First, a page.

A section of the US Department of Homeland Security known as the "Privacy Office" recently approved a DHS initiative designed to monitor social media sites for "emerging threats," according a new report by the Center for Investigative Reporting -- a move that will add to fears that the US government may be 'friending' and 'following' an increasing number of citizens for surveillance purposes.
Congress created the Privacy Office in 2003 to monitor DHS initiatives and databases to ensure citizens' rights are protected.
However, social media monitoring, an increasingly common practice used by Homeland Security and other US departments, has now been given the official stamp of approval.
"As Americans turn to social media sites like Twitter and Facebook to communicate with one another, intelligence officials are looking for ways to harness that ocean of data and convert it into actionable information," CIR reports.
For example, in 2010, The Electronic Frontier Foundation discovered that federal Immigration Services investigators were “friending” people on Facebook who were applying to become citizens in order to monitor their lives and "snoop for marriage details." Such activities are now acceptable forms of surveillance according to the Privacy Office.
The Homeland Security Department is currently on Twitter under the handle @DHSNOCMMC1 in a bid to conduct vast hashtag and keyword searches in hopes mining potential "threats."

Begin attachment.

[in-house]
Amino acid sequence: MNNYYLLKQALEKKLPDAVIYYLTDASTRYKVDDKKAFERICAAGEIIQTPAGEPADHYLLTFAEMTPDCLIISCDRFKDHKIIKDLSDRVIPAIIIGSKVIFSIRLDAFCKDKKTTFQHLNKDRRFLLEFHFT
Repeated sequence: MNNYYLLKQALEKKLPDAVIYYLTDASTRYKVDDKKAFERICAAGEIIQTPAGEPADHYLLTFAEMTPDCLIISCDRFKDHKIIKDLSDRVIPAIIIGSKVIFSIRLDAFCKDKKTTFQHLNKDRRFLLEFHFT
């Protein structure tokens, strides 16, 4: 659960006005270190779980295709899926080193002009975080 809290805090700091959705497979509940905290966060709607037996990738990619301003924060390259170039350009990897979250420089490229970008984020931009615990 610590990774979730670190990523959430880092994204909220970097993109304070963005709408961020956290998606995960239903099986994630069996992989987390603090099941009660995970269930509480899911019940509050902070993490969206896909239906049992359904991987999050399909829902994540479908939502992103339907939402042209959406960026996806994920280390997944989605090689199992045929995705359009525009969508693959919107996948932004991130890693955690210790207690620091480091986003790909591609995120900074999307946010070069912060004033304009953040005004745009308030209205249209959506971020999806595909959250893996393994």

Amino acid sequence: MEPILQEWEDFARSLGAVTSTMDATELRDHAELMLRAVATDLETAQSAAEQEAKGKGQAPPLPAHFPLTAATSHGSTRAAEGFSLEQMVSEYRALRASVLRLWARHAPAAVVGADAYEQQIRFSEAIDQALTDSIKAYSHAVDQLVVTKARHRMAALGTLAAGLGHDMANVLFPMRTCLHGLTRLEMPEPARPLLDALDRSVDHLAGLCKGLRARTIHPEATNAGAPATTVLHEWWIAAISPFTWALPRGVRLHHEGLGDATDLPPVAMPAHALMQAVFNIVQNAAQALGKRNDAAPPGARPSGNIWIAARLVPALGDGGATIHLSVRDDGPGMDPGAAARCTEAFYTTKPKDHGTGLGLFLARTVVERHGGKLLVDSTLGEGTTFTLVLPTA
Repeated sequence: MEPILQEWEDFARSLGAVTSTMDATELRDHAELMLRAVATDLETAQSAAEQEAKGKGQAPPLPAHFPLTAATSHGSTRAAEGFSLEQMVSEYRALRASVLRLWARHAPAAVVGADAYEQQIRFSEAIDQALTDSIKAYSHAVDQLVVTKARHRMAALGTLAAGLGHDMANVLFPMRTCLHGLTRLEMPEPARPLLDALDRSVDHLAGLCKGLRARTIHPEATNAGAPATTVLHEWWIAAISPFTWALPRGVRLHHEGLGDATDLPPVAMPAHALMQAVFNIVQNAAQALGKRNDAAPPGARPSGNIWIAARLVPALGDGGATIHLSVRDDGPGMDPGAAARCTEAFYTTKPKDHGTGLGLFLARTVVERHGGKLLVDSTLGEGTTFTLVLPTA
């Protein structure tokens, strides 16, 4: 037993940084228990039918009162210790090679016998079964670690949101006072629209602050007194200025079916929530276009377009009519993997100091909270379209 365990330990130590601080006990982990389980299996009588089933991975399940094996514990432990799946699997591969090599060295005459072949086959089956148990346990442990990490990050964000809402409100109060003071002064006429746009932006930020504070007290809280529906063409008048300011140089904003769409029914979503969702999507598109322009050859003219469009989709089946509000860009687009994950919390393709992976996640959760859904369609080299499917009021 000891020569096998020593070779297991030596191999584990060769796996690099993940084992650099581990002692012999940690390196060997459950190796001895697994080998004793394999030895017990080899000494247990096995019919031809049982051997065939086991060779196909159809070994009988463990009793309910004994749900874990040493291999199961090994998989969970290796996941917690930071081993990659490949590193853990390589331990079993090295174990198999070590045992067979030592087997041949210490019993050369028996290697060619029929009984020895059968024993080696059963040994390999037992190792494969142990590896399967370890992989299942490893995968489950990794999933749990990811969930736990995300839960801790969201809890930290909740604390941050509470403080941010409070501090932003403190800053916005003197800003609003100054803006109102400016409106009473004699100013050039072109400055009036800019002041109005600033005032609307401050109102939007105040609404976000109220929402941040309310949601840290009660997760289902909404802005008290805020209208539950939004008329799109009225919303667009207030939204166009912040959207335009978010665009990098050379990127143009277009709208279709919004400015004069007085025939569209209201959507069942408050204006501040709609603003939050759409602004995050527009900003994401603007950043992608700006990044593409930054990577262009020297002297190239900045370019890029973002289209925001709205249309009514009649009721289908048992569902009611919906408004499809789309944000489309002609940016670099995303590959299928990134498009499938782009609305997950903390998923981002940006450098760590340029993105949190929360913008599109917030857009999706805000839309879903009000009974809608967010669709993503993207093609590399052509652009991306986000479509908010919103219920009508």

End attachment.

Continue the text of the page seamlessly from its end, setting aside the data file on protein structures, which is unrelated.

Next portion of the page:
"Program employees... hunt for dozens of keywords in the social media landscape using relatively simple and widely available tools like TweetDeck. For that reason, it’s unclear how words like 'burn,' 'cocaine' or 'collapse' can be analyzed effectively enough to reveal truly useful information among the hundreds of millions of tweets that course across the Web every day," G.W. Schulz of CIR writes.
The Department of Homeland Security is not alone in these projects. According to CIR reporting, the FBI is now developing a tool to "alert agents of developing threats on social media, scrape historical data from the Web that can be searched later and display messages coming from a defined geographical area."
The Department of Defense is exploring how to “forecast dynamic group behavior in social media" in a bid to "simultaneously scan more than 1,000 groups, more than 100,000 postings per day and more than 1 million people."
An entire industry has developed to satisfy these surveillance fantasies, soon to be reality, as a growing number of private tech firms are now marketing tools that are "capable of automatically analyzing vast segments of the Internet and make simple keyword searches elementary by comparison," and pitching them to US departments and law enforcement agencies.
Given the recent approval by the Privacy Office, "there are no assurances that down the road, homeland security officials won’t seek much more sophisticated tools that can automatically mine the [entire] Web for what they determine to be a threat or use secret tactics that alarm privacy rights advocates."